Today I wanted you all to get a glimpse of my friend Bev. Here are condensed versions of emails she sent to me after learning of Jordan’s death and the one she sent on the 2nd anniversary.

What Bev Said

October 27, 2008 4:02:52 PM CDT

My  Dearest Jackie,

Beautiful, kind,  Jackie….Girl with  a smile and a kind word for everyone. I miss you dear friend and I am so  very very sorry.   All words seem inadequate. Because they are.  I won’t speak of religion, or espouse lay philosophy  in an attempt to comfort  or bring sense to your loss.   I know, there is not much that anyone can say  or do…there is only time.  We have been out of touch for far too long. But I want you to know, that you are loved.   I and so many of  our classmates  are thinking of you, hurting   for you, sending out prayers and love,   and lifting you up.  We are all with you right now.   I  want you to know that you are Sunflower- with a life force and a spirit full of light- outshining all the other flowers in the garden. I see pictures of Jordan , and I know who gave him that smile and that same bright, blinding life  force.   Consider this communique, my arms and heart,  extended across these many years and miles, to you.   Please know that I will do whatever I can to help you –  [  ]The only thing that  has changed with  me is that my figure is no  longer an hourglass, it is now a beer glass.

I  was laid off in June and (I have been throwing confetti ever since). …..and pretending I have a husband, a house and an income. I get my nails done, drink coffee at the local coffee shop, and  am in the middle of reading Anna Karenina. Sure, I am about to be evicted but.. ..could someone pass the  half and half?  Anyway, I say all of this to say, I have some free time on my hands.  And I want to see you. Let me help you in any way that I  can. [ ]I am calling you. Feel no obligation to talk if you are not up to it, or are busy. We go back too far to be worried about being polite.

I will be calling.
(If my phone ain’t disconnected)

Please be patient with yourself …. know that you are loved.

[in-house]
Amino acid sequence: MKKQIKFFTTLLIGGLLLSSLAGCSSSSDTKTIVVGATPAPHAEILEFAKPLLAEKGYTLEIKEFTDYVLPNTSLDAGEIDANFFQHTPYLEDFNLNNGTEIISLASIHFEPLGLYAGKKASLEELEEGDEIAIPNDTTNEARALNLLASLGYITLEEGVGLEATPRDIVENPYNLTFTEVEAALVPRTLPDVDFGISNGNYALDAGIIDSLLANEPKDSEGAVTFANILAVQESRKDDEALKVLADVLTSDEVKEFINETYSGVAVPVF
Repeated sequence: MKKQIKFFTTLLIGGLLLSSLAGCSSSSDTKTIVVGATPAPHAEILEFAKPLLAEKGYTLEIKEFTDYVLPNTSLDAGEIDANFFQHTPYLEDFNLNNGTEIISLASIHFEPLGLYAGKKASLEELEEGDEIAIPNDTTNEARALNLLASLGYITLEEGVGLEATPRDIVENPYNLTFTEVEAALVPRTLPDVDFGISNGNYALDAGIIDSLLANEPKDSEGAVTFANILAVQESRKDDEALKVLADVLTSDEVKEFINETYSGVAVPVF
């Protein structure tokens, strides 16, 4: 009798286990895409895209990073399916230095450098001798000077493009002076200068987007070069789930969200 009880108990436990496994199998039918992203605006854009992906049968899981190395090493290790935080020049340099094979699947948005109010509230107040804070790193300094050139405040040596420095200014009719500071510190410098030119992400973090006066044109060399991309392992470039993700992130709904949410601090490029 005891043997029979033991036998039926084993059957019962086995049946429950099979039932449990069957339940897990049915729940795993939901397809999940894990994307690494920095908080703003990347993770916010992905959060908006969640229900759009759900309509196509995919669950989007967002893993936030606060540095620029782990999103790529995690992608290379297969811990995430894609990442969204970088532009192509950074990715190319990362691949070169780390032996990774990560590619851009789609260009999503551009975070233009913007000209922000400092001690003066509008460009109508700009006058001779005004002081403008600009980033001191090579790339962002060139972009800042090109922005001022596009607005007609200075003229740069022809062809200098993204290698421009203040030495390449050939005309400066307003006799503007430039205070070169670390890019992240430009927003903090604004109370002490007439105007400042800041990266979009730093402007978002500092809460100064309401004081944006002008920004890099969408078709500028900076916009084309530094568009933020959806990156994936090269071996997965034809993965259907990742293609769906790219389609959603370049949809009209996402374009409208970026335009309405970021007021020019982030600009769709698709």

Beverly

October 12, 2010 7:38:34 PM CDT

Jackie,

I want you to know that today and everyday, you are in my thoughts, my prayers, hopes and wishes.  I am simply wishing for a measure of relief for your weary heart.   I don’t think I can ever tell you enough times how very, very sorry I am. Life proves itself to be so very unfair sometimes.  All references we make to karma,  and reaping what you sow,  can so quickly prove false and fall away when the unimaginable happens – leaving our point of reference, our guide for an ever changing, unpredictable world, shattered.  What karmic adage can make sense of the chain of events that took your precious Jordan away?    I know your world and everything you believe has been turned upside down by Jordan’s accident.  You follow the rules of life. You give the love. You nurture, raise, and shape this beautiful boy. You give him to the world, shiny, polished and perfect, and the world does what it will, as it will. as it has, making no sense and undoing  everything we have ever believed about how to be, how to do, right and wrong, good and bad.
Jackie, everyday, I imagine your mind still asks and wants to know why. Everyday, you  seek answers to a question that cannot be answered in a way that makes sense, and will give you peace. No because in this universe can explain and justify the loss of Jordan. My prayer for you today is that this unanswerable question, one day, will cease to gnaw at every level of your conscious and unconscious mind.  I wish peace inside your mind for you.  Fight on for the sake of your children, your parents, your husband, your friends. Fight on, because Jordan is right beside you, and wants you to know that he loves you, he has changed forms but he has never left you.  Beautiful mother, he is okay.  You will see him again.  Feel him now. Reach out and just hold him quietly.